These write-ups make the Japanese verb sound horrendous. Okay, it is, but to start with it's simple. With any language, Latin or Spanish or German or anything, if you mention every single paradigm and all the irregular verbs and all the less-used things like the subjunctive, it's going to look a ghastly mess.

The key is, how much do you need to know at a basic level? What do you have to learn to begin with? In Japanese it's interesting, it's very different from more familiar European languages, but it is not too complicated at first.

There are two tenses, present and past. Present tense ends in -masu and past tense ends in -masita (also romanized -mashita). The verb to be is always irregular in every language, and you just have to deal with that. It doesn't end in -masu. And these endings are pronounced -mas and -mashta, but I don't want to talk about phonetics.

So tabemasu = eat, mimasu = see or watch, ikimasu = go, hanasimasu = speak. This is polite. It's what you say to Japanese people you meet and are not yet having sex with. And tabemasita = ate, mimasita = saw or watched, ikimasita = went, hanasimasita = spoke.

The verb basically comes at the end (terebi-o mimasu = watch television), but some particles that modify what the sentence is doing can follow it: terebi-o mimasu ka = (question) watching television?, terebi-o mimasu ne = (asking confirmation) watching television, yeah?, terebi-o mimasu yo = (emphasizing) really watching television!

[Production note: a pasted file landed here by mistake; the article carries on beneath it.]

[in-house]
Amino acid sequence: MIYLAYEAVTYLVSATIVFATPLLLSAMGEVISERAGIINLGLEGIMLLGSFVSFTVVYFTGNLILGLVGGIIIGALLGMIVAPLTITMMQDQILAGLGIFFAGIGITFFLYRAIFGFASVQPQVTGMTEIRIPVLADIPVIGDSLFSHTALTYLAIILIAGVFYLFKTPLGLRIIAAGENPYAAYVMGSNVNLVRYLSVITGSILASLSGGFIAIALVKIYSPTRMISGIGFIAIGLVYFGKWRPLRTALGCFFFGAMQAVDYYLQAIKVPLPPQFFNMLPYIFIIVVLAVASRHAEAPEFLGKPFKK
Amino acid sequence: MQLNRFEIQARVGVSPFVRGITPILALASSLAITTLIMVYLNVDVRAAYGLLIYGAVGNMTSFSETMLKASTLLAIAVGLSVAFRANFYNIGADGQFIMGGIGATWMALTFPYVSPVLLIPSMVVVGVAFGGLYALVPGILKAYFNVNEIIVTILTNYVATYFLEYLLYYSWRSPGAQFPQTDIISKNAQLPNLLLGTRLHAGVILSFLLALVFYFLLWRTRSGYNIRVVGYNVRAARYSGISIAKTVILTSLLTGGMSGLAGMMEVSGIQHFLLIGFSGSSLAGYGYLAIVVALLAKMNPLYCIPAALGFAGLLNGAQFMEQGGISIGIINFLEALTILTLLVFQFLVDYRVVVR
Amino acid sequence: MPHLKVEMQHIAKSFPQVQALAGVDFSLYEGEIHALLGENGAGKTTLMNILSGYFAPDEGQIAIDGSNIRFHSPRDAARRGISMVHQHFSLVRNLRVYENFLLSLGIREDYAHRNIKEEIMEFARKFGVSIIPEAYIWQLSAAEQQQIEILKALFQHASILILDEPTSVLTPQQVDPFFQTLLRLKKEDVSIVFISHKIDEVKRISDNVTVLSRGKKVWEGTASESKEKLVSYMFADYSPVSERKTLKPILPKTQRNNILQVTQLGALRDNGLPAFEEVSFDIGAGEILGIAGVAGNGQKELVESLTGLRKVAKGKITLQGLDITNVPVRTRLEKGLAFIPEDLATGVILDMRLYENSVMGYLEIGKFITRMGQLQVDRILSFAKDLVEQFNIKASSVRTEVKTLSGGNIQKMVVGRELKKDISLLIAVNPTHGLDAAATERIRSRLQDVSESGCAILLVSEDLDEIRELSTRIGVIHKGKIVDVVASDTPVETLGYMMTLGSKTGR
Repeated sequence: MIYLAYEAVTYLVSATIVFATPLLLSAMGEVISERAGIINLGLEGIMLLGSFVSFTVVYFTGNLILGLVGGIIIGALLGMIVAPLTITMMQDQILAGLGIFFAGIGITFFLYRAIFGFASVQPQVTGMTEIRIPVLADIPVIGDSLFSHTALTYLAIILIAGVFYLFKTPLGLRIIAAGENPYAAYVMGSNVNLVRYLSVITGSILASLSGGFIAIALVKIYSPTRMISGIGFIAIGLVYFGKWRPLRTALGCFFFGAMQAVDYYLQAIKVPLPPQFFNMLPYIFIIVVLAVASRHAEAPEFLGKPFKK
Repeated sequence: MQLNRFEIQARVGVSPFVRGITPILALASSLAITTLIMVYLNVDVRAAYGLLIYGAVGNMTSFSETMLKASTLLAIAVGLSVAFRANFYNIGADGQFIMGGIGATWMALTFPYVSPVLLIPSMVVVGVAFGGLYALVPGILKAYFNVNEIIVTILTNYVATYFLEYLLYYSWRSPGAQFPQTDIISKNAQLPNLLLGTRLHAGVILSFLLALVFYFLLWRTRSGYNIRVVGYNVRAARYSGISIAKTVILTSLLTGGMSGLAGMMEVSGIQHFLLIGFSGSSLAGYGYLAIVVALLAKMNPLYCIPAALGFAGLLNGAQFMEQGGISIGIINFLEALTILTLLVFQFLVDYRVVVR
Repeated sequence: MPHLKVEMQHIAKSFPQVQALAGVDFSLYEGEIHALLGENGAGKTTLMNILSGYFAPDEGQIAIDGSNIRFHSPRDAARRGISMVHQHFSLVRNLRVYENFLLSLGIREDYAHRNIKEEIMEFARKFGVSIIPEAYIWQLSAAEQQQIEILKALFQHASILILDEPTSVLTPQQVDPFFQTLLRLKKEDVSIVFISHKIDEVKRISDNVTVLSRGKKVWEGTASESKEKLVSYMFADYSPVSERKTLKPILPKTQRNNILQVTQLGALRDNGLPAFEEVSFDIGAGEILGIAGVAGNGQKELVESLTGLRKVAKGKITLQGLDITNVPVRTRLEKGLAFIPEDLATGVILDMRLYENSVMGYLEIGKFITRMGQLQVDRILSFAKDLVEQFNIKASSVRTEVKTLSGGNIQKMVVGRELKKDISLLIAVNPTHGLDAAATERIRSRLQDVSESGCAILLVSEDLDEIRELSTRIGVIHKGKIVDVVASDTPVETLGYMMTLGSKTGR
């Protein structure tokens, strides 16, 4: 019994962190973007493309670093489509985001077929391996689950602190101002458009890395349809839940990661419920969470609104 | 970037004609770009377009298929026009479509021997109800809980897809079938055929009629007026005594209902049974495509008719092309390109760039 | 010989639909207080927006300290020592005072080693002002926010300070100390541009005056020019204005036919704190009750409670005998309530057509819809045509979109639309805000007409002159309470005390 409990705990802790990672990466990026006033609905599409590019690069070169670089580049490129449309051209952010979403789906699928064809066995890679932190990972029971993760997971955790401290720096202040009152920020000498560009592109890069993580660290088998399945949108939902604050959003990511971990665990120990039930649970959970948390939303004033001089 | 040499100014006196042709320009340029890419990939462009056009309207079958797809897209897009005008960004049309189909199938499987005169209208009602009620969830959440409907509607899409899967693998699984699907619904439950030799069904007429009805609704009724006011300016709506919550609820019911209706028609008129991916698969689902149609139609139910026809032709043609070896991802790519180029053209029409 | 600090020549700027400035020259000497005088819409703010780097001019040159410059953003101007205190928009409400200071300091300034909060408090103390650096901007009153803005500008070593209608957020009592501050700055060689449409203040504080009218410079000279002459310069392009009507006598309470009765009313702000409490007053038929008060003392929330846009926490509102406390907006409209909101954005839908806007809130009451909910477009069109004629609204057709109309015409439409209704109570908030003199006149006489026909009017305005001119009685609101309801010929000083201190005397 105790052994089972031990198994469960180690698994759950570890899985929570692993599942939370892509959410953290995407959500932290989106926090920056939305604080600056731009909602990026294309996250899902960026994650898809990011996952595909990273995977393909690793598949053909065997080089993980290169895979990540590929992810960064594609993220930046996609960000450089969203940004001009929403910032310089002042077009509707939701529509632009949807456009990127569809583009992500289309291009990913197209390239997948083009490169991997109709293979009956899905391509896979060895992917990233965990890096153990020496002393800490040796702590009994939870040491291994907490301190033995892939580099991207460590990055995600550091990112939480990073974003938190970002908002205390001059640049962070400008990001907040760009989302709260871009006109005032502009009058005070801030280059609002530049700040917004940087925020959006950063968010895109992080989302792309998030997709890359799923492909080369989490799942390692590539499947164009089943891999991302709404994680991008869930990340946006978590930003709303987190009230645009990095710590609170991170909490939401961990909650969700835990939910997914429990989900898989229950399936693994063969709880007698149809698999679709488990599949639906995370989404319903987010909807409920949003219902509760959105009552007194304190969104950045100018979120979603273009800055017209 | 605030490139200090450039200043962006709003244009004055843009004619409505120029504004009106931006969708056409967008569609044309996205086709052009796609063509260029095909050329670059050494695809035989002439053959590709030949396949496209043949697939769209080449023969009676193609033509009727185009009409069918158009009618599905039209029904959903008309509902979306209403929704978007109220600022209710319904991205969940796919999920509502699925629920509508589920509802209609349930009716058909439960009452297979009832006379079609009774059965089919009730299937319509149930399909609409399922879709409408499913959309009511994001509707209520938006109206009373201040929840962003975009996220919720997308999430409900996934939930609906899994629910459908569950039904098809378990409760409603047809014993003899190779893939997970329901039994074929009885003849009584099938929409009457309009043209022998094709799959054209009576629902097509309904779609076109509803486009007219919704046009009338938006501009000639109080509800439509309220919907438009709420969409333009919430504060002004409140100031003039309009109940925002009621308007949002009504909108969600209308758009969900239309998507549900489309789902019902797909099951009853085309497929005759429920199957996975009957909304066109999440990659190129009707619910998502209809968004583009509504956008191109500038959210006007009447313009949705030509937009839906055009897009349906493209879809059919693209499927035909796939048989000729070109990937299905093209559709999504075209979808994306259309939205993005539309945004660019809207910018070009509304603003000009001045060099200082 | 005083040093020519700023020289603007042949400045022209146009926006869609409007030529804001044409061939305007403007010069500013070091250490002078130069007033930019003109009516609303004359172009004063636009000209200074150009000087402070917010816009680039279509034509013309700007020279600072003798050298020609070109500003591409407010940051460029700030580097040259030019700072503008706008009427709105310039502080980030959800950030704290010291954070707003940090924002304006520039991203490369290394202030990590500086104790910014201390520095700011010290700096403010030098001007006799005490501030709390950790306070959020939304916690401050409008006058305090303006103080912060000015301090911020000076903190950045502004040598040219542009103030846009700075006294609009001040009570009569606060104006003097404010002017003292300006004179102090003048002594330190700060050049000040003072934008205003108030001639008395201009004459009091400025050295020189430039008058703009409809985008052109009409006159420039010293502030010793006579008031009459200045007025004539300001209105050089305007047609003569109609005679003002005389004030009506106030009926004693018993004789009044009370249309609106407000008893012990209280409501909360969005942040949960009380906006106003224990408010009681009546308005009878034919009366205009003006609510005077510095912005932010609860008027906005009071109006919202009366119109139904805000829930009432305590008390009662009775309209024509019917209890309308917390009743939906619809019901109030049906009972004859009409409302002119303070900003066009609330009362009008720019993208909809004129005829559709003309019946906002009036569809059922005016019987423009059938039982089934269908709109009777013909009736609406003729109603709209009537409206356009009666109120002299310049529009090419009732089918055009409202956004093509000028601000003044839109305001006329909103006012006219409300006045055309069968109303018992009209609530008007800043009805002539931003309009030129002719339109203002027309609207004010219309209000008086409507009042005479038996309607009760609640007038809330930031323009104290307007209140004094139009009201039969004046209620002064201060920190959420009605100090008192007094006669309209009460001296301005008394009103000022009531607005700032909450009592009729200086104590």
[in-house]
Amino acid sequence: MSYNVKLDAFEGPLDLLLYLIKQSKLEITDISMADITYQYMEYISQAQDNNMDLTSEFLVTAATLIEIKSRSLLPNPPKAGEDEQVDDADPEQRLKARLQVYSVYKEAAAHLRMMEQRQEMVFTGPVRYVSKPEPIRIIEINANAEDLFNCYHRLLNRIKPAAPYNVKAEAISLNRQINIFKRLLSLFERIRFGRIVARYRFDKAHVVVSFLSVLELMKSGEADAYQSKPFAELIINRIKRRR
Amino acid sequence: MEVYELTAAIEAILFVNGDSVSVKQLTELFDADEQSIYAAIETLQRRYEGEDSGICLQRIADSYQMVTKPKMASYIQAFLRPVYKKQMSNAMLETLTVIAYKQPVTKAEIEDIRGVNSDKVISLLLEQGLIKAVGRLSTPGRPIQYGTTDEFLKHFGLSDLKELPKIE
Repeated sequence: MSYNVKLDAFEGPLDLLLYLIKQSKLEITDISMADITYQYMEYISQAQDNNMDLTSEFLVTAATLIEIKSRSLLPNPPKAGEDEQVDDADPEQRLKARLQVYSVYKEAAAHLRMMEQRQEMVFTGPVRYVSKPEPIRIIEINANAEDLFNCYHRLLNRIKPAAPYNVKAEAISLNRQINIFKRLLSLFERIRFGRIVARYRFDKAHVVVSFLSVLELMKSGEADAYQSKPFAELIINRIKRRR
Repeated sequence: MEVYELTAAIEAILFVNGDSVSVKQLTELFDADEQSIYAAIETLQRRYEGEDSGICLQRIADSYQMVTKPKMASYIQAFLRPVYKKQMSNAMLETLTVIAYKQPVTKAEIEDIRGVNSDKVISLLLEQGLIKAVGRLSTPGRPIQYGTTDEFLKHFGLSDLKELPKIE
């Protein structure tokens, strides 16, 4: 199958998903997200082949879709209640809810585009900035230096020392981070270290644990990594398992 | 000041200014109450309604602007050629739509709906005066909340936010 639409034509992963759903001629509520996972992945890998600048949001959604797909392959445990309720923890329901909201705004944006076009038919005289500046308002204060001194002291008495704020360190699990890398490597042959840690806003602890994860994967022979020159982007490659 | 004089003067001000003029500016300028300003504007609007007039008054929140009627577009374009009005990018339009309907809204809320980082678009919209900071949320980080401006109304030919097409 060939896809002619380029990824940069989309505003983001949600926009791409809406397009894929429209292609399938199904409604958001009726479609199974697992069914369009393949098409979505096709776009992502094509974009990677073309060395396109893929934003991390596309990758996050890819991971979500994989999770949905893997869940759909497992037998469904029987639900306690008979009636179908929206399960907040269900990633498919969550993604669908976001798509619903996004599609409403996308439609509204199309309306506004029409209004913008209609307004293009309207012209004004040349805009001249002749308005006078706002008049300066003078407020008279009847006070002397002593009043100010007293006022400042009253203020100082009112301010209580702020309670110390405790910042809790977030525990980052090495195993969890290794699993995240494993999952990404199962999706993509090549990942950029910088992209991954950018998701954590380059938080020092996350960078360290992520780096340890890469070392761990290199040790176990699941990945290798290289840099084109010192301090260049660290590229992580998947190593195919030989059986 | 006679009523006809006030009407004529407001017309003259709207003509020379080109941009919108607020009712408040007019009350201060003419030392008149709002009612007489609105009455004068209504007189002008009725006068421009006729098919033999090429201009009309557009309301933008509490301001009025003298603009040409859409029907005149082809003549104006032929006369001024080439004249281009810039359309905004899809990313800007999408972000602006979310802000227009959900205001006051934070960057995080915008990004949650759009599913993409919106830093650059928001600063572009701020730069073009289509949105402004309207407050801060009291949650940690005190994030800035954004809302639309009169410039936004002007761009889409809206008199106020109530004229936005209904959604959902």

There's no change for person or number of the subject. The verb is the same whether it's I or you or they doing it. That's why I wrote "eat" above, not "I eat" or "you eat" etc.

So there's a present and a past. There's also a polite form and a plain form.

The plain form, which has no -masu and ends in -u or -ru, is what you use when talking to your pet cat or a 5-year-old or your lover, etc. That's tabe-ru, mi-ru, ik-u, hanas-u, etc. But they're also the one you use in polite speech when they're not the main verb (at the end) but a relative clause qualifying a noun. We need some examples for this.

hito-o mimasu = (I) see the person
hito-wa hon-o yomimasu = the person is reading the book

What the second sentence is saying about hito (person) is hon-o yomu (reading the book). So just as you can say "tall person", in Japanese you say "reading the book person": hon-o yomu hito. And in a complete sentence,

hon-o yomu hito-o mimasu = (I) see the person who is reading the book

In Japanese, most adjectives are like verbs. The polite form of "big" is ookii-desu, and the plain form is ookii. (The word desu by itself means "is", but it doesn't mean it here - it's just the polite ending on the adjective/verb.) Just as you use the plain, not polite, form of a verb in a relative clause, you also use the plain form of adjectives when you qualify it:

hon-wa ookii-desu = the book is big
ookii hon = big book = which-is-big book

The negative forms are simple to make too (at first). -masu and -masita (-mashita) become -masen and -masendesita (-masendeshita)respectively. Okay, to be honest the negatives get pretty complicated very soon: I have to struggle to remember how to make the negative of ookii and ookii-desu and taberu, and then you have the past tense forms as well.